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Review: A Dart of Green and Blue, by Elizabeth Barrett

Someone is looking for us; we give nothing away.
This is stillness: we emit no waves of sound
or light. We are the stopped heart of a vortex ...

So begins the last poem in A Dart of Green and Blue, a collection that focuses on absences by detailing the vitality and energy that surrounds them. Here poems on death, lost love, tranformations and distintegration jostle among birds, children, music and history.

Throughout Barrett's voice seems to pass through a surreal filter that transmutes pain into a different energy: the dying mother is the titular dart of [brilliant] green and blue. When a relationship is over, another woman is learning to live / under a sky which widens without him. Yet the tone never becomes cloying or irritatingly optimistic - Elizabeth Barrett is no Pollyanna. She includes the hurt, bewilderment and isolation that come with loss. Uncomfortable truths are not skirted: the bereaved stepfather is surrounded by a resent of siblings, a granddaughter outgrowing her dead grandmother's home-made pyjamas:

We were still unhealed; nothing
to be done but sit in a circle of light
sniping at thread - unpicking her last
stitches, unfolding my mother's hem.

The sequence that is my highlight of the book (there are four distinct sections spread across narratives, mythology, and fantasy) is 'Gull View North'. In it a woman and the land become inseparable as they disappear. Past movements, vulnerabilities and unions are welded together so their histories have a common heartbeat. The language is pared back to an extraordinary verve of tension, coupled with a twisting of perspective: from ground to sky, ritual to meteorology; so the sense becomes unbalanced, but never to the extent you feel out of control. An intimate moment between lovers pans out to a battlefield and conquest:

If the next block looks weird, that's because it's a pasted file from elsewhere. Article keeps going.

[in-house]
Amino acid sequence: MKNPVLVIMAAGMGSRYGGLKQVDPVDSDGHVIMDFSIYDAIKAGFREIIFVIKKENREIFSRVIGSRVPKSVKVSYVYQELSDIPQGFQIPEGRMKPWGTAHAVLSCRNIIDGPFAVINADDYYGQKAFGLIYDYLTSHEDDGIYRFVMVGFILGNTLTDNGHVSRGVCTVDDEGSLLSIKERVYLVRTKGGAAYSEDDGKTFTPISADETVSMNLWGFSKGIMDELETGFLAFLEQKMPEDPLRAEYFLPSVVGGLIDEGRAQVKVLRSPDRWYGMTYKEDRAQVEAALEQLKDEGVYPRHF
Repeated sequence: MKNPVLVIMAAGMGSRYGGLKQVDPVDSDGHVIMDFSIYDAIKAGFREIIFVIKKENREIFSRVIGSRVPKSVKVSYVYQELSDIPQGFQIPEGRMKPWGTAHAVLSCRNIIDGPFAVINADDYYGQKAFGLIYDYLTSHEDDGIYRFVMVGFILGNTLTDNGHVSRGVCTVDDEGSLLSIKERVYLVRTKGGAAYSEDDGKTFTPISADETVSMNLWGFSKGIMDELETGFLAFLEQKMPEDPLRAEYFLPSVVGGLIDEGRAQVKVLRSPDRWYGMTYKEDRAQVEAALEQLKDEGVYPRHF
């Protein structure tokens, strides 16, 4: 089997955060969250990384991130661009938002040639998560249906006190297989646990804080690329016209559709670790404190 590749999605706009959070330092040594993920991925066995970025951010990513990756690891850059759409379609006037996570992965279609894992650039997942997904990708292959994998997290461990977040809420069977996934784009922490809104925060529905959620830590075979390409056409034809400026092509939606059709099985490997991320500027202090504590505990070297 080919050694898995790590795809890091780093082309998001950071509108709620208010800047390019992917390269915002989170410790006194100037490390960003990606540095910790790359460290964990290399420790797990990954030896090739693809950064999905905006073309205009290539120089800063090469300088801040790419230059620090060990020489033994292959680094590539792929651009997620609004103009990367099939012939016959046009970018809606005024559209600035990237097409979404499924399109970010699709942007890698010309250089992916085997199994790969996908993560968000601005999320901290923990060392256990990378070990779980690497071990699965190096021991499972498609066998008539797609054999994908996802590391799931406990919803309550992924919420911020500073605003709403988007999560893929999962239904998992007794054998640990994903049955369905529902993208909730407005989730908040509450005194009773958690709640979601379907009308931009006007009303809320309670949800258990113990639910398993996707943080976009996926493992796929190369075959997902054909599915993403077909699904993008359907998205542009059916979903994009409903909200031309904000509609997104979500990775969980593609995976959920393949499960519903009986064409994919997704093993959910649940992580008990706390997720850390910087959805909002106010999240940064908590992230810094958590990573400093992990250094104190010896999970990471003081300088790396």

When he takes her nipple between his teeth
a voice echoes on the white stone walls ...
Stone of the dead. Whispering stone.
Stone of banquets and feasts. Bring the King's mutton; those hardy ewes ...

As later the sea sucks at white cliffs ... it turns the stone to crumble... so she is erased into the history of the place. A sequence of 14 seven line stanzas, it unfolds with mythic proportions. Totally gripping.

I can't believe I haven't come across Elizabeth Barrett before - this is her fourth book - and I shall certainly be looking out for her next, and previous ones.